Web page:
“A deep dive on any of these cases will reflect that they … were handled appropriately or resulted in discipline,” said DOJ Division of Criminal Investigation Administrator Dave Matthews.

Officials at the office denied any systemic problems existed.

Wisconsin DOJ Let 43 Child Porn Cases Languish While Predators Were Free

Steve Neavling
ticklethewire.com

The Wisconsin Department of Justice let at least 43 tips about suspected child pornography languish for four months or longer, compromising the investigations and keeping children in harm’s way, an internal investigation determined.

The Milwaukee Journal Sentinel reports that the number could be a lot higher, revealing a major lapse in judgment by top officials in the state.

The probe resulted in the terminations of Willie Brantley, the former special agent in charge of the Justice Department’s Milwaukee office, and Anna King, a special agent who worked for him. All the cases were shifted from Madison to Milwaukee between 2011 and 2013, the Journal Sentinel reported.

“While there are examples during the three-year period of other (special agents in charge) holding cases between 60 and 89 days, these are outliers and no other (supervisor) ever held a case longer than that,” according to the letter, written by Deputy Attorney General Kevin St. John.

In one case, a 26-year-old man “was left free to allegedly molest an 11-year-old boy he was baby-sitting.”

“We still have concern that other cases under your former supervision, which have now been reassigned, may identify additional victims whose suffering might have been averted had you exercised the most rudimentary supervisory principles,” the letter notifying Brantley of his termination says. “This discipline takes into account the ongoing risk to the public safety that was set in play by your actions.”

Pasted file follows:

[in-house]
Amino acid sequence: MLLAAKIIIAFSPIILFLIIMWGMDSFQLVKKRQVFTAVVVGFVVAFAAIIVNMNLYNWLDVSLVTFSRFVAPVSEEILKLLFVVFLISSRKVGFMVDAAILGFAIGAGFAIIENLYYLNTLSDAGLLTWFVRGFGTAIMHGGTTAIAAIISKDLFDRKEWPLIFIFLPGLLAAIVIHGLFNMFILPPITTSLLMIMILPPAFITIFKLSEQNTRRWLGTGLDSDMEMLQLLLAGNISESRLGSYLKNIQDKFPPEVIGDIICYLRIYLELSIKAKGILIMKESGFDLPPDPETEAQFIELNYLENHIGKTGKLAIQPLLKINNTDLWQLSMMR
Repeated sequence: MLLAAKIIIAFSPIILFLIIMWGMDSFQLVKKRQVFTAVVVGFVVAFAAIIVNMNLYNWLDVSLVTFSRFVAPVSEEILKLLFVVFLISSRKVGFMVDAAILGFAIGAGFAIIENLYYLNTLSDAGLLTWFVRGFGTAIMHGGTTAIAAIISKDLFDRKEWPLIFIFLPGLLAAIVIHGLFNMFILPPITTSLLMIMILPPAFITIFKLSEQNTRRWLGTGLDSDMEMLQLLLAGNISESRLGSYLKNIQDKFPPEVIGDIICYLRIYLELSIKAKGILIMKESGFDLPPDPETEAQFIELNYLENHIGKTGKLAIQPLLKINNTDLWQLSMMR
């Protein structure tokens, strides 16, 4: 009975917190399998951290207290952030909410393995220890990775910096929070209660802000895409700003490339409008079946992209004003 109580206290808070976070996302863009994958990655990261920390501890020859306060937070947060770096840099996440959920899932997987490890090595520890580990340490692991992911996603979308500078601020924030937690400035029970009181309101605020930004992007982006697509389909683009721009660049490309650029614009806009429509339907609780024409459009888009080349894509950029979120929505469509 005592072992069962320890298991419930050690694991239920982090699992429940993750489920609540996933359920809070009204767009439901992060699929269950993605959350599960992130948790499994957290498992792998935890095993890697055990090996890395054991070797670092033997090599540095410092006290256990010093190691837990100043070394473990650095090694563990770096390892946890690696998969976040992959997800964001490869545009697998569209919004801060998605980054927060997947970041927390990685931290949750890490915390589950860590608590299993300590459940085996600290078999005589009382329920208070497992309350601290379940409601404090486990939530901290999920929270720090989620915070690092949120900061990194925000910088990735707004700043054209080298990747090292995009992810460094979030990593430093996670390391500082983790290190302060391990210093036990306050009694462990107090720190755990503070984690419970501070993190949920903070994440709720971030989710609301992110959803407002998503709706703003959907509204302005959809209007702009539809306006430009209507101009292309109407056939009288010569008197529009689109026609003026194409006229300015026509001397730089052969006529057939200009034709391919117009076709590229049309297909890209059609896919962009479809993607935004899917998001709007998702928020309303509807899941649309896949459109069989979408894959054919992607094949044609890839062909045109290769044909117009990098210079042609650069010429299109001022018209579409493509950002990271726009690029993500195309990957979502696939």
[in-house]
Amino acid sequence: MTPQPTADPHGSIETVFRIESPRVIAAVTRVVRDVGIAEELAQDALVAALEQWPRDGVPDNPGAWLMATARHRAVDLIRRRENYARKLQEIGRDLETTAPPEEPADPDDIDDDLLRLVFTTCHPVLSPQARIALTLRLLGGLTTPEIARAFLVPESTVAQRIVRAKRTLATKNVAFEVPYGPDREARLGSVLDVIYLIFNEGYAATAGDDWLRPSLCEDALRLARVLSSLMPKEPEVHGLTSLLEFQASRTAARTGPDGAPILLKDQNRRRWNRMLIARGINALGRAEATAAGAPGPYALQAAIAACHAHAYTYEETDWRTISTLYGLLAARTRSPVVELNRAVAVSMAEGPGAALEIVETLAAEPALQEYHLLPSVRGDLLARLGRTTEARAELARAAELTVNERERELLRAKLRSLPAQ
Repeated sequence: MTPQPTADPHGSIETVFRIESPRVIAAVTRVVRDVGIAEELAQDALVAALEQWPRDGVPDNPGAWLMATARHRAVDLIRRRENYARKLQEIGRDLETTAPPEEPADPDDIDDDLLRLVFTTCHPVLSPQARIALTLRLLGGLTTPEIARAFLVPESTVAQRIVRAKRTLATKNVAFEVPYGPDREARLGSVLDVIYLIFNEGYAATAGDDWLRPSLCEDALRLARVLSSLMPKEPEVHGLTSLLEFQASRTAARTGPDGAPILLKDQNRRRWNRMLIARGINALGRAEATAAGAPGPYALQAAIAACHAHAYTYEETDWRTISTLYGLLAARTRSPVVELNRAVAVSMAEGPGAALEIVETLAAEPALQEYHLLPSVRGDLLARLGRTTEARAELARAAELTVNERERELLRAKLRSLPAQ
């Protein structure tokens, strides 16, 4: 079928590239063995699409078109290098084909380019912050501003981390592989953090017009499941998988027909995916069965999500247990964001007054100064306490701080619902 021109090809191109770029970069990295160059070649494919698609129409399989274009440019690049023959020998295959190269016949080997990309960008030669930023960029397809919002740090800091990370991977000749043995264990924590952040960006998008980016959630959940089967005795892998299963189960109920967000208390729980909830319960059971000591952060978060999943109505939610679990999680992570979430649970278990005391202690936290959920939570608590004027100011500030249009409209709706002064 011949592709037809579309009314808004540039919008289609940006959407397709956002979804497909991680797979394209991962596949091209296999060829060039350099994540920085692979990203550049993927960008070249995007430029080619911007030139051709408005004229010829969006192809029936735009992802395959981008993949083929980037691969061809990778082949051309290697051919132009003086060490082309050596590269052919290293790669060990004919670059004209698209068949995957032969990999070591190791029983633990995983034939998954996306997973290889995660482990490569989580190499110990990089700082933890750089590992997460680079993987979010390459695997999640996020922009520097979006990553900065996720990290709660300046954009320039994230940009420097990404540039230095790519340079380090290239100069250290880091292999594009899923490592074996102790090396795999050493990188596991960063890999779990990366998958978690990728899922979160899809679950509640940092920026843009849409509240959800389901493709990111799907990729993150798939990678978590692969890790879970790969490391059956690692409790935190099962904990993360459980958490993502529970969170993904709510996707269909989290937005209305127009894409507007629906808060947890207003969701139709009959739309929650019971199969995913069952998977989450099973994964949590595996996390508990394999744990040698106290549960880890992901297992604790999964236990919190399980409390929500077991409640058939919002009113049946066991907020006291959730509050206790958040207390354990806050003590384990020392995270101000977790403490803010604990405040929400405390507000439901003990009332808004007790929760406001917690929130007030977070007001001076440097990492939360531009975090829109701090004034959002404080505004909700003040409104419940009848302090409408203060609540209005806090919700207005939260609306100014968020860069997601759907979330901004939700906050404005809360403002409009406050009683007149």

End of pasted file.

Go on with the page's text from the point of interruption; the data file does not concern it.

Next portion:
FBI’s Reaches 80-Year Anniversary of Botched Attempt to Arrest John Dillinger, His Gang in Wisconsin

John Dillinger/fbi photo

Steve Neavling
ticklethewire.com

It was a 80-year-old lesson the FBI will never forget.

Tuesday was the 80-year anniversary of the bureau’s bungled attempt to arrest gangster John Dillinger and his gang at Little Bohemia Lodge in northern Wisconsin, the Milwaukee Journal Sentinel reports.

Agents acting on a tip tried to raid the lodge but were met with a gun battle that killed a Civilian Conservation Corps worker.

Another gangster, Baby Face Nelson, killed one agent and sounded another.

The gang escaped.

“The FBI learned a lot from its early years and during the tragic incident of Little Bohemia in northern Wisconsin,” Special Agent in Charge Robert J. Shields Jr. said Tuesday.

“The lessons we learned back then would shape how the bureau trained its agents, prepared tactically and even how we developed important partnerships with local law enforcement in the many years that followed.”